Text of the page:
Psalm 103:5: [God] satisfies you with good so that your youth is renewed like the eagle’s.
In the Bob Dylan song “You’re Gonna Make Me Lonesome When You Go,” the singer has fallen in love and is therefore acting in ways that don’t make sense to himself. He sings—of himself—”You’re gonna make me give myself a good talking to.”
Similarly, in Psalm 103, David is giving himself—his soul—a “good talking to”: “Bless the Lord, O my soul.” Then, in verses 2 through 5, he reminds his soul of the many reasons that he has to bless the Lord: The Lord “forgives all your iniquity,” “heals all your diseases,” “redeems your life from the pit,” “crowns you with steadfast love and mercy,” and “satisfies you with good so that your youth is renewed like the eagle’s.”
Why does David need to give his soul a good talking to? Why do I?
This morning, as with most mornings, I woke up thinking something like this: “I will be happy today if… I will not have to worry today if… I will feel good about myself today if…” In other words, the extent to which I will be happy in life depends on people and circumstances over which I have little, if any, control. My soul seeks refuge in contingencies rather than in the rock, the fortress, and the stronghold that is my God.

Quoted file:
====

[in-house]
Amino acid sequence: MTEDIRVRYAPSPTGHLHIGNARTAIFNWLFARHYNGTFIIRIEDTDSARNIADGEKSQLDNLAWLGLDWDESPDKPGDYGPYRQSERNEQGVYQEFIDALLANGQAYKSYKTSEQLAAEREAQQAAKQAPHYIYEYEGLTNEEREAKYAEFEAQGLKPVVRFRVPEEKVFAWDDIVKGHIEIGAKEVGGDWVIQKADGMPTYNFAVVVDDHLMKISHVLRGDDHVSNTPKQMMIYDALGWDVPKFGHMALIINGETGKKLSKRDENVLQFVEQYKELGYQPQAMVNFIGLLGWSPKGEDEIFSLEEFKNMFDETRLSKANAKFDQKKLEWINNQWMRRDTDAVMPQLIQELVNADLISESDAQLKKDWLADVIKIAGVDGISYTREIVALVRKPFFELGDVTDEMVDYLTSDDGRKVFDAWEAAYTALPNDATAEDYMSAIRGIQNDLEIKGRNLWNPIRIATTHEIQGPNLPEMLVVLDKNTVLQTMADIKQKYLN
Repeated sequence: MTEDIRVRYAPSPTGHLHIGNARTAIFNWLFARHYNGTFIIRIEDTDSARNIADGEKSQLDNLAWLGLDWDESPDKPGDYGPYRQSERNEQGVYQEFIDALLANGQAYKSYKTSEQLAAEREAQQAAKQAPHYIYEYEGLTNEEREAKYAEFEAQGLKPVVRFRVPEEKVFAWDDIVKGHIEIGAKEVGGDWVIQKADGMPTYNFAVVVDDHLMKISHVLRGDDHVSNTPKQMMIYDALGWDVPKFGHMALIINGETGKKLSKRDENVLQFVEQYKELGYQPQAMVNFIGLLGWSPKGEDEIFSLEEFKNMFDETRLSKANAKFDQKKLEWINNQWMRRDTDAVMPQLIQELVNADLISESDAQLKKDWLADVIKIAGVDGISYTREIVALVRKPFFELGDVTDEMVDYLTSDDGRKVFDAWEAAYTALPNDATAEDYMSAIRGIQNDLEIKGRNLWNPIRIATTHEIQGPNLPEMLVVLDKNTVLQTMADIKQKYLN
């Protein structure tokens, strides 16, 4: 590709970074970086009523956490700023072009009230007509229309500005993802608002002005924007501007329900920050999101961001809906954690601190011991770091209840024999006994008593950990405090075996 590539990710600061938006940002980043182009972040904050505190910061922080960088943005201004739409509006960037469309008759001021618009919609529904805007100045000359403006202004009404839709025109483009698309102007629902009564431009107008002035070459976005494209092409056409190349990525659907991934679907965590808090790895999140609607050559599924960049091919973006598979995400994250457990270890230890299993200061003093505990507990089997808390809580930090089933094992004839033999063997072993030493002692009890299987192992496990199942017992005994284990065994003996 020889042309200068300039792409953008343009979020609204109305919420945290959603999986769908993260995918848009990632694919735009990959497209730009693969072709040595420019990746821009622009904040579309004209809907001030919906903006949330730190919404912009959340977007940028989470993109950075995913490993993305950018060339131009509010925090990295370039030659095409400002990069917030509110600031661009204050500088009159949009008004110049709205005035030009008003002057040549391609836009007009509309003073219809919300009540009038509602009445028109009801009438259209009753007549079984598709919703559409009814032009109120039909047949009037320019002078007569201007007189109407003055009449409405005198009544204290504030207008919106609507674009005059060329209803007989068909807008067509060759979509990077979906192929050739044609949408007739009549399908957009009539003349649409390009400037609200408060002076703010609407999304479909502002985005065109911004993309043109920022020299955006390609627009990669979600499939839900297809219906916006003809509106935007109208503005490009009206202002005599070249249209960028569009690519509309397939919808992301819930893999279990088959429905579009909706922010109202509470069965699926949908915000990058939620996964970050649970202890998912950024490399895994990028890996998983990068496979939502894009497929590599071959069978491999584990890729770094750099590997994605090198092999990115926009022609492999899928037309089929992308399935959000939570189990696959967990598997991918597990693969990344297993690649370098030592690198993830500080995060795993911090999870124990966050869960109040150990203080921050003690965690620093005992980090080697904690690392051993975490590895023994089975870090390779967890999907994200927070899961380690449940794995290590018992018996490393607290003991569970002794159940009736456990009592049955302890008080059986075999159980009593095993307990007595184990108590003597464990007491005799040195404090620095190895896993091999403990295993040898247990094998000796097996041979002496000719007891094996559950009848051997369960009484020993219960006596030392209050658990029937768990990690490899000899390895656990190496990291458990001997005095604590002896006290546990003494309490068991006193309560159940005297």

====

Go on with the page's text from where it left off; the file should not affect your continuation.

Perhaps David’s soul does, too.
So in this psalm he reminds it of a different kind of happiness—one that doesn’t depend on circumstances. It will always be the case, for example, that God “satisfies [us] with good”: “The Lord is my shepherd,” after all. “I shall not want.” “Delight yourself in the Lord, and he will give you the desires of your heart” (Psalm 37:4). “[M]y God will supply every need of yours according to his riches in glory in Christ Jesus” (Philippians 4:19).
God’s ability and willingness to satisfy me will be true no matter what—even in the worst case scenario, when I die—because then I’ll have Christ in all his fullness (Philippians 1:21).
Not that I remember this most of the time. So I remind my soul, fickle child that it is, “Here are the reasons, Brent, for you to be truly happy.”